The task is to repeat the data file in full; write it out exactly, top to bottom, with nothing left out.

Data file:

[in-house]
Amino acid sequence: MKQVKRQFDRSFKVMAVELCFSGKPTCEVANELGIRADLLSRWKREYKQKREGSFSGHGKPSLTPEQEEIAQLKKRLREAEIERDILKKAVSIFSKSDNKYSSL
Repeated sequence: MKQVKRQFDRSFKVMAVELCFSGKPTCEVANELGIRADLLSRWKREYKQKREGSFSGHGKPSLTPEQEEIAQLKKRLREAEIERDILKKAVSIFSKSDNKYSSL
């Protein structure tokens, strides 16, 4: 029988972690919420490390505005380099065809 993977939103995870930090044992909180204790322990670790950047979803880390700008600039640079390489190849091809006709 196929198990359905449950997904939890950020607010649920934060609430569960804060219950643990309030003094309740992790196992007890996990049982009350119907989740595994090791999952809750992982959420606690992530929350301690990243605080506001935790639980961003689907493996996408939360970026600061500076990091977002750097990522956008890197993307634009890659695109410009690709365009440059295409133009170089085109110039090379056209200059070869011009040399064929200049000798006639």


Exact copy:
[in-house]
Amino acid sequence: MKQVKRQFDRSFKVMAVELCFSGKPTCEVANELGIRADLLSRWKREYKQKREGSFSGHGKPSLTPEQEEIAQLKKRLREAEIERDILKKAVSIFSKSDNKYSSL
Repeated sequence: MKQVKRQFDRSFKVMAVELCFSGKPTCEVANELGIRADLLSRWKREYKQKREGSFSGHGKPSLTPEQEEIAQLKKRLREAEIERDILKKAVSIFSKSDNKYSSL
């Protein structure tokens, strides 16, 4: 029988972690919420490390505005380099065809 993977939103995870930090044992909180204790322990670790950047979803880390700008600039640079390489190849091809006709 196929198990359905449950997904939890950020607010649920934060609430569960804060219950643990309030003094309740992790196992007890996990049982009350119907989740595994090791999952809750992982959420606690992530929350301690990243605080506001935790639980961003689907493996996408939360970026600061500076990091977002750097990522956008890197993307634009890659695109410009690709365009440059295409133009170089085109110039090379056209200059070869011009040399064929200049000798006639």